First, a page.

Apoptosis was assayed by annexin V staining using the Vybrant Apoptosis Assay kit number 2 (Invitrogen; Yao and Tabas, 2000). At the end of the incubation period, the cells were gently washed once with PBS and then incubated for 15 min at room temperature with 110 µl of annexin V–binding buffer (25 mM Hepes, 140 mM NaCl, 1 mM EDTA, pH 7.4, and 0.1% BSA) containing 10 µl Alexa Fluor 488– or Alexa Fluor 594–conjugated annexin V. The staining mixture was removed and replaced with 110 µl of binding buffer. The cells were viewed immediately at room temperature with an inverted fluorescent microscope (IX-70; Olympus) equipped with filters appropriate for fluorescein (Alexa Fluor 488) or rhodamine (Alexa Fluor 594), and images were obtained with a charge-coupled device camera (CoolSNAP RS; Photometrics) equipped with imaging software from Roper Scientific. Three fields of ∼700 cells per field were photographed for each condition, and the number of annexin V–positive cells in each field was counted and expressed as a percentage of the total number of cells.
Cell extracts were electrophoresed on 4–20% gradient SDS-PAGE gels (Bio-Rad Laboratories) and transferred to 0.22-µM nitrocellulose membranes. The membranes were blocked for 1 h at room temperature in Tris-buffered saline and 0.1% Tween 20 (TBST) containing 5% (wt/vol) nonfat milk. The membranes were then incubated with primary antibody in TBST containing 5% nonfat milk or BSA at 4°C overnight, followed by incubation with the appropriate secondary antibody coupled to horseradish peroxidase. Proteins were detected by ECL chemiluminescence (Thermo Fisher Scientific). Anti–murine ERO1-α antibody was purchased from Novus Biologicals; anti-CHOP antibody was purchased from Santa Cruz Biotechnology, Inc.; anti–β-actin and anti–phospho-Thr287-CaMKII antibodies were purchased from Millipore.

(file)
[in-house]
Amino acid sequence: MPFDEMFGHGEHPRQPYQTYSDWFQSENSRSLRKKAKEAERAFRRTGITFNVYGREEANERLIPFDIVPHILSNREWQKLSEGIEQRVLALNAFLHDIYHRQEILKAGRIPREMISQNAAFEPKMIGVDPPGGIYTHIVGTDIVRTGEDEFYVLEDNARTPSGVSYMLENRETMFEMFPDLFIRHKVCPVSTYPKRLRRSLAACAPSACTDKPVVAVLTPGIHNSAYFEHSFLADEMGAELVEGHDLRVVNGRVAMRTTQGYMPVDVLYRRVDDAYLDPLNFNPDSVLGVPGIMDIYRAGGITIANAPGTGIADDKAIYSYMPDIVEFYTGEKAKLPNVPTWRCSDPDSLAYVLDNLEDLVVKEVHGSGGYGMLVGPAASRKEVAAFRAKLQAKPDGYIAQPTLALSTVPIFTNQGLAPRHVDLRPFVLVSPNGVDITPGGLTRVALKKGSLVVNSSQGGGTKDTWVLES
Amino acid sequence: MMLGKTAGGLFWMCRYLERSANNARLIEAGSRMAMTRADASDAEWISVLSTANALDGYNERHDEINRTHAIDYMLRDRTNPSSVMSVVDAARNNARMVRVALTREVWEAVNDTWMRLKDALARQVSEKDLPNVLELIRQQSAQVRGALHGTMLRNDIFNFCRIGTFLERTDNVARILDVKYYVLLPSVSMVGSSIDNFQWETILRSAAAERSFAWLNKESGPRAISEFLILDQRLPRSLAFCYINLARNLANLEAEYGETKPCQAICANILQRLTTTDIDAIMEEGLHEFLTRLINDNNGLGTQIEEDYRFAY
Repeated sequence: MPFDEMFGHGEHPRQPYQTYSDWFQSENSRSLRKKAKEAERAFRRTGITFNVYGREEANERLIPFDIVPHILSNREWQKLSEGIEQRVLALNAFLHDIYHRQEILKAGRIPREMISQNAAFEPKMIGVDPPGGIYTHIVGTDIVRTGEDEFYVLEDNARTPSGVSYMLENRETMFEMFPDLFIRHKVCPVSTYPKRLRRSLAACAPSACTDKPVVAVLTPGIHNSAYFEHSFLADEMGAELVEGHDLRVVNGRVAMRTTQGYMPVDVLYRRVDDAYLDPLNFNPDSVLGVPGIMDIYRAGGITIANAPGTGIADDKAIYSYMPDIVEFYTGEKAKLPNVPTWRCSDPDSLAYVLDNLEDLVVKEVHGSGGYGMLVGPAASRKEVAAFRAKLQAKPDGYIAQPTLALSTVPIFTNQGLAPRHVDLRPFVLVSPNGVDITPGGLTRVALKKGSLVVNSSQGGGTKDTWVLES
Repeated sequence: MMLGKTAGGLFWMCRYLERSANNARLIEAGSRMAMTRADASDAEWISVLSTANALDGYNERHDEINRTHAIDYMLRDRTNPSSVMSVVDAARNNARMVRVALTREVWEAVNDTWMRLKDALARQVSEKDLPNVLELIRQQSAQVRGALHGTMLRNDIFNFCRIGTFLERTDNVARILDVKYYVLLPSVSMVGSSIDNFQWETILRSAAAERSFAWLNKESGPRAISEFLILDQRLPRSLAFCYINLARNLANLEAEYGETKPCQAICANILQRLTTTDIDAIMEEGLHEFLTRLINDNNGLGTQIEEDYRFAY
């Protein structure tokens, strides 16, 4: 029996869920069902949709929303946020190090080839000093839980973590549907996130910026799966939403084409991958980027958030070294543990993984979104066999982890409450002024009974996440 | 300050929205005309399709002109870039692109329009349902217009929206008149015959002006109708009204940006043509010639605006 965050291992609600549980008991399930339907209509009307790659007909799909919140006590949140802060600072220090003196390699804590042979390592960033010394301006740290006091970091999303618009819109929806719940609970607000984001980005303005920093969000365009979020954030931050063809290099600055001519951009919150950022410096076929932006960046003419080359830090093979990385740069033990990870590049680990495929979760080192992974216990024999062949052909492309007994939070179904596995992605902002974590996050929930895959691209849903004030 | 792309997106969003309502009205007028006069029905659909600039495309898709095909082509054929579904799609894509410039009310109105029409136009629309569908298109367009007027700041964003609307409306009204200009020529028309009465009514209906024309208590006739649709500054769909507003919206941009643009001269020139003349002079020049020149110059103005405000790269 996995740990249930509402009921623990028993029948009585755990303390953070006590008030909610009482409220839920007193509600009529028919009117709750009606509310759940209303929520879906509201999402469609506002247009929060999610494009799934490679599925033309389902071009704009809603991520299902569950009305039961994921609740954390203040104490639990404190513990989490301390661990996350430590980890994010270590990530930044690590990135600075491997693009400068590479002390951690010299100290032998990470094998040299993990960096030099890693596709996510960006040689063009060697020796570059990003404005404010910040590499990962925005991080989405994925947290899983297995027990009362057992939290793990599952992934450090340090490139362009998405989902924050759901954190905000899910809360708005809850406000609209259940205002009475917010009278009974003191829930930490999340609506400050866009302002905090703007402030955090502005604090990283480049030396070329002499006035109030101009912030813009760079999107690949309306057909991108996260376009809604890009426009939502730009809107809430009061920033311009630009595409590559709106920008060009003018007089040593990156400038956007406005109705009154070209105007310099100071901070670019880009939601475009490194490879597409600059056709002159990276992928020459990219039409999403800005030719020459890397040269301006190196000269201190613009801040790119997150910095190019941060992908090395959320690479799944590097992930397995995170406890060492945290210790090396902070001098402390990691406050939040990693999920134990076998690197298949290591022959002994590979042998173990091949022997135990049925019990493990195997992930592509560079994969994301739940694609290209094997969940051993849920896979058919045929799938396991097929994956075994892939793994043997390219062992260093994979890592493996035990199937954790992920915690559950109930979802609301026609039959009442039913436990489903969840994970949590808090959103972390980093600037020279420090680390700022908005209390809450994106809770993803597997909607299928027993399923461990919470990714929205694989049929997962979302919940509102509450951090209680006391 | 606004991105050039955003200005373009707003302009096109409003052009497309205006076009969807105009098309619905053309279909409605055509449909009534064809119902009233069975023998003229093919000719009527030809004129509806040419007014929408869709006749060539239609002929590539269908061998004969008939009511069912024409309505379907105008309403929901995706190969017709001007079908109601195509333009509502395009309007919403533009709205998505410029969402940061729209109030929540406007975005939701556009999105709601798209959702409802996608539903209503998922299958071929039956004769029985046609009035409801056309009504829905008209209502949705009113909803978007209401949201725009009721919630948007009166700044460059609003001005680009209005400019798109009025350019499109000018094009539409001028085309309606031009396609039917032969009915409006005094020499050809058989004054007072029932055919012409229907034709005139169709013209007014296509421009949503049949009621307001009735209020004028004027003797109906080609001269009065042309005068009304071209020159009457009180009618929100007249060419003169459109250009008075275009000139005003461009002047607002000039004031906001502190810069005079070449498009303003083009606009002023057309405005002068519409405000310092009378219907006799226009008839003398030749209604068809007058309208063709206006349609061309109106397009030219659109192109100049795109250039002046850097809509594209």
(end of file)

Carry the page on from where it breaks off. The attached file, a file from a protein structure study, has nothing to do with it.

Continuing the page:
siRNA silencing of ERO1-α
siRNA sequences against murine ERO1-α were generated by QIAGEN. The target sequences were 5′-TAGGGCCTATTTATACTACAA-3′, 5′-CAGCTCTTCACTGGGAATAAA-3′, and 5′-TTGCTCGAAGTTCAAGTTTAA-3′ and are referred to in the text as ERO1-α siRNA #1, #2, and #3, respectively. A set of FlexiTube of siRNA against murine IP3R1 was purchased from QIAGEN (SI01079071, SI01079078, SI01079085, and SI01079092). The siRNA was transfected into macrophages grown to 50% confluency using Lipofectamine 2000 (Invitrogen) according to the manufacturer's instructions. A final mass of 50 pg siRNA was added to each well. After 4 h of transfection, the media were replaced, and 72 h later, the indicated experiments were conducted.
Adenoviruses containing the constructs for murine Ero1a or LacZ were made by Viraquest, Inc. Macrophages were infected with the virus at a MOI of 500 in medium containing 2% serum for 4 h, after which DME containing 10% FBS and 20% L cell-conditioned medium was added. Experiments were conducted 32 h later. Analysis of adeno-GFP expression indicated an infection rate of ∼80%.
In vivo model of ER stress using i.v. tunicamycin
C57BL/6J mice and Chop−/− mice were injected i.p. with concanavalin A, and then 3 d later, the mice were given a single 20 µg/kg body weight i.v. injection of tunicamycin. After 16 h, peritoneal macrophages were collected, cultured on tissue culture dishes, and either probed for CHOP expression by immunoblot or assayed for IICR as described in Calcium imaging.
Data are presented as mean ± SEM. For most of the bar graph data, n = 3 for each experimental group. However, for the bar graphs depicting fmax/f0 data, n = ∼30 per group. Analysis of variance followed by Tukey post-test (Prism 4 version 4.03; GraphPad Software, Inc.) was used to determine statistical significance among all groups.
Online supplemental material
Fig. S1 shows the thapsigargin-releasable ER calcium stores in response to ER stress and ERO1-α silencing. Fig. S2 shows the effect of ER stress on markers of the IRE1 and PERK branches of the UPR in WT versus Ero1a−/− cells.
We thank Drs. Edward Thorp, Dorien Schrijvers, and Connie Woo for helpful discussions during the course of this project.
This work was supported by National Institutes of Health (NIH) grants HL087123 and HL075662 and US Army Medical Research and Materiel Command grant W81XWH-06-1-0212 to I. Tabas and NIH grants DK47119 and ES08681 to D. Ron.
area under the curve
C/EPB homologous protein
IP3-induced calcium release
murine embryonic fibroblast
PKR-like ER kinase
reverse transcriptase quantitative PCR
sarcoplasmic/ER calcium ATPase
unfolded protein response